University of Chicago Library

Guide to the Devall Payne Collection 1809-1829

© 2016 University of Chicago Library

Descriptive Summary


Payne, Devall. Collection




0.25 linear feet (1 box)


Hanna Holborn Gray Special Collections Research Center
University of Chicago Library
1100 East 57th Street
Chicago, Illinois 60637 U.S.A.


Devall Payne (1764-1830) was a major in the War of 1812, serving in Colonel R. M. Johnson’s regiment of mounted infantry and leading the pursuit of General Proctor after the Battle of Lake Erie. He was later promoted to the position of colonel in the United States military. The Collection contains six letters sent by Payne to his wife, Hannah and one letter sent to Payne by John Chambers, aide-de-camp to General Harrison.

Information on Use


The collection is open for research.


When quoting material from this collection, the preferred citation is: Payne, Devall. Collection, [Box #, Folder #], Hanna Holborn Gray Special Collections Research Center, University of Chicago Library.

Biographical Note

Devall (alt. Duvall) Payne was born in 1764 to Colonel William Payne. William had served in the Revolutionary War. During a heated political argument with George Washington, William allegedly knocked down the future president; he did, however, still serve as a pall-bearer for Washington’s funeral. Little is documented about Devall Payne’s early life. He settled in Lexington, Kentucky, in 1787 where he worked as a surveyor. He later moved to Mill Creek, where he remained until his death. He had at least one son, Colonel John Payne, with his wife, Hannah Payne.

Most notably, Payne served as a major in Colonel R. M. Johnson’s regiment of mounted infantry during the War of 1812. He served valiantly throughout the war and commanded the division that broke British lines at the Battle of Lake Erie. General Henry Procter, a British officer, fled the battle, and, under orders by General William Henry Harrison, Payne and fifty soldiers pursued him. Though General Procter escaped on horseback, Payne acquired a number of valuable spoils, including Procter’s sword, carriage, and many important documents. The story was reported in The Courier-Journal of Louisville, Kentucky, under the title “Story of True Courage.”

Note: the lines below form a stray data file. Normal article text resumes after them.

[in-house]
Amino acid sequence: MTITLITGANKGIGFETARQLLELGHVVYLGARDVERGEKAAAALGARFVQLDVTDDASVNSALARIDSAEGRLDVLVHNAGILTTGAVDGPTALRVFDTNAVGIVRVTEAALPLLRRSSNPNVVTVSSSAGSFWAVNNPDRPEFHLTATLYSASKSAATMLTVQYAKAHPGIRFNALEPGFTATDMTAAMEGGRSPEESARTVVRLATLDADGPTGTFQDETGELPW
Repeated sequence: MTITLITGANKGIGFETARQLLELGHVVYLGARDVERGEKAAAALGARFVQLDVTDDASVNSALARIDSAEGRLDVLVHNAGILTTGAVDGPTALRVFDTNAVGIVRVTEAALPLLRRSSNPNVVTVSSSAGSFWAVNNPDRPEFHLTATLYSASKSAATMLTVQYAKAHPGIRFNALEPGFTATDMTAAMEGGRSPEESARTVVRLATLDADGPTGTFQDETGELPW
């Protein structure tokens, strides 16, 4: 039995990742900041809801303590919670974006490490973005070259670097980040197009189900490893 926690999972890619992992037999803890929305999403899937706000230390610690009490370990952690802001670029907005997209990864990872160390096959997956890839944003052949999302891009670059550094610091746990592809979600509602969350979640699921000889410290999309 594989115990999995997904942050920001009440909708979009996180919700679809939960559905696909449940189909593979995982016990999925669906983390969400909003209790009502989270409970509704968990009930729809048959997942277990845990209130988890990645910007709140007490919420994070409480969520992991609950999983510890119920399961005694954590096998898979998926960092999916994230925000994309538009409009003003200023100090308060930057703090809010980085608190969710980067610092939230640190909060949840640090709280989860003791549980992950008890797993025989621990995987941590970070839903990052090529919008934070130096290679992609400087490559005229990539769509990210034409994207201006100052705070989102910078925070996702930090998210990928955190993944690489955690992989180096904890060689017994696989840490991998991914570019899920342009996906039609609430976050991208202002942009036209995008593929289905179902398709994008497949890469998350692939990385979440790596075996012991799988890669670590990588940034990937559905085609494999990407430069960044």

At some point in the later part of the war, Payne was promoted to the position of Colonel in the United States military. He died in 1830.

Scope Note

The Devall Payne Collection six letters sent by Payne to his wife, Hannah from 1809 to 1829. Two letters sent during a session of the Kentucky Assembly in 1809 provide details of a duel fought by political adversaries Henry Clay and Humphrey Marshall. The second letter dated January 21 includes a vivid description of the wounds both men suffered. Other early letters contain details of orders issued by General William Henry Harrison and the general proceedings of the war. Also included is a letter from John Chambers, aide-de-camp to General Harrison, to Payne regarding a delivery of horses to Harrison. The letters are dated between 1809 and 1829. Many letters also included the envelopes in which they were sent.

The collection was previously part of the Miscellaneous Manuscripts Collection.

Related Resources

Browse finding aids by topic.

Subject Headings


Box 1   Folder 1

Letters, Devall Payne to Hannah Payne, 1809-1829

  • May’s Lick, KY, January 18 and 21, 1809
  • May’s Lick, KY, January 7, 1810
  • Washington, KY, August 1813
  • May’s Lick, KY, December 6, 1828
  • May’s Like, KY, January 4, 1829

View digitized documents.

Box 1   Folder 2

Letter: John Chambers to Devall Payne, Headquarters, Mouth of the Portage River, September 18, 1813

View digitized documents.